Some say, no, we are becoming less dependent on nature. For over a hundred years, modern technology has been substituting natural materials for man-made alternatives. From nylon and plastic to synthetic bacteria and nanomedicine. Within another hundred years, we will have left nature entirely behind – which will be good news for us, the planet, and the horseshoe crabs.
Others say, yes, we are part of the natural world and should never forget our dependence on it. The planet is one giant interconnected ecosystem that supports 8.7 million species and there are 10,000 different organisms alone in the human body. It is simply science fiction to imagine we can separate ourselves from the rest of nature. Instead, we need to better understand ecosystems and how to protect them.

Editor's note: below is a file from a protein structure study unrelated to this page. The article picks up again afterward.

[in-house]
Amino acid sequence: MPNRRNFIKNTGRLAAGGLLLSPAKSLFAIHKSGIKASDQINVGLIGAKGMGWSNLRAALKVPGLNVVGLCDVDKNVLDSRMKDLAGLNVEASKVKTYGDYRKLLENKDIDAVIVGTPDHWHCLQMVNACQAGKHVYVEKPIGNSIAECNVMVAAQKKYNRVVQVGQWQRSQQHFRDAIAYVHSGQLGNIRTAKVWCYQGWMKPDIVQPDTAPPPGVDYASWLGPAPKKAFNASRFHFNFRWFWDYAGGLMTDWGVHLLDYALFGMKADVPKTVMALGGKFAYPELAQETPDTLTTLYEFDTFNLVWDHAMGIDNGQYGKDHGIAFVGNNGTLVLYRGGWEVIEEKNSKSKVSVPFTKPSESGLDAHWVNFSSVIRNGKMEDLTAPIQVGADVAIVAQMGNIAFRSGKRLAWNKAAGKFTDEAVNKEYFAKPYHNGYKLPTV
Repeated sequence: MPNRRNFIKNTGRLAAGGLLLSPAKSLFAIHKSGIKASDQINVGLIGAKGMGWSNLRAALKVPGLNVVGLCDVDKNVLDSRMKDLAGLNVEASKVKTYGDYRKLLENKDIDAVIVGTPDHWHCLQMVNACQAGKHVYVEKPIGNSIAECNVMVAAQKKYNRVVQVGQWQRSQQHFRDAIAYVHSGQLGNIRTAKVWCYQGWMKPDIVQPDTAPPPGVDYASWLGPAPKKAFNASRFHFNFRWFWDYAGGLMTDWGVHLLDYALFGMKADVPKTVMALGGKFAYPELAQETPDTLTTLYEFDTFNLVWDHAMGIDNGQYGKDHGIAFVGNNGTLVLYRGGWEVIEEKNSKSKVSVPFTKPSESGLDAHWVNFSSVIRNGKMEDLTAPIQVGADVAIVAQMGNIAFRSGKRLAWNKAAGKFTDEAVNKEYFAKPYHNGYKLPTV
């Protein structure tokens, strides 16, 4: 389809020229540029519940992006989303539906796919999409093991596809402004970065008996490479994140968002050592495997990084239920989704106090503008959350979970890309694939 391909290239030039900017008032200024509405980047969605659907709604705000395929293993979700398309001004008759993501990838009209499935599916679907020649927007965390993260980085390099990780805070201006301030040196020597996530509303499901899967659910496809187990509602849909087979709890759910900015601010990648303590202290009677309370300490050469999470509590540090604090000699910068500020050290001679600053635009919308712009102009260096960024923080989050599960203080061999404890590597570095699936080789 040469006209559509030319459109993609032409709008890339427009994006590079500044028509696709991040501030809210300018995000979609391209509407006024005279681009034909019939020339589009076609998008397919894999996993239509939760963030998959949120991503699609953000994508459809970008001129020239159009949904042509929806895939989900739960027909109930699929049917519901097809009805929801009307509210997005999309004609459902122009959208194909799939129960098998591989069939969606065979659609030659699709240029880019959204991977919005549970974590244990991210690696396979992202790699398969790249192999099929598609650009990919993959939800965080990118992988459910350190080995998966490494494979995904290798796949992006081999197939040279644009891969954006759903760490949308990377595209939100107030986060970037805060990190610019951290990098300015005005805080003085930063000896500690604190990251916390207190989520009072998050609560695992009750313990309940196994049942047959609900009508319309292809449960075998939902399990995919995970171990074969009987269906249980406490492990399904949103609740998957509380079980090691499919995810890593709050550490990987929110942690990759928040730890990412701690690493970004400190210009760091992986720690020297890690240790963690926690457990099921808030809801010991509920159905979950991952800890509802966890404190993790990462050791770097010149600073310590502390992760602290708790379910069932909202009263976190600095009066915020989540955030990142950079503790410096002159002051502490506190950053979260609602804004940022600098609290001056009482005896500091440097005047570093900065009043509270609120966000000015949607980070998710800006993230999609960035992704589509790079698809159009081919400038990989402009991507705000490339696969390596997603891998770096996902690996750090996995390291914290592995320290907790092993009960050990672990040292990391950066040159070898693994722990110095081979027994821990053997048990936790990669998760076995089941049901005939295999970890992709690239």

- Should we use horseshoe crab blood to make vaccines?
- Have humans separated themselves from the natural world?
- Design your own man-made lifeform to solve one of the world’s biggest problems. Draw a picture of what it looks like and how it can help save the planet.
- It takes 10 years for a juvenile horseshoe crab to reach adulthood and lay its eggs in Delaware Bay. Scientists know very little about where they go during those years. Write a story about the secret adventures of the horseshoe crab.
Some People Say...
“We are all together in this; we are all together in this single living ecosystem called planet Earth.”Sylvia Earle, American marine biologist
What do you think?
Q & A
- What do we know?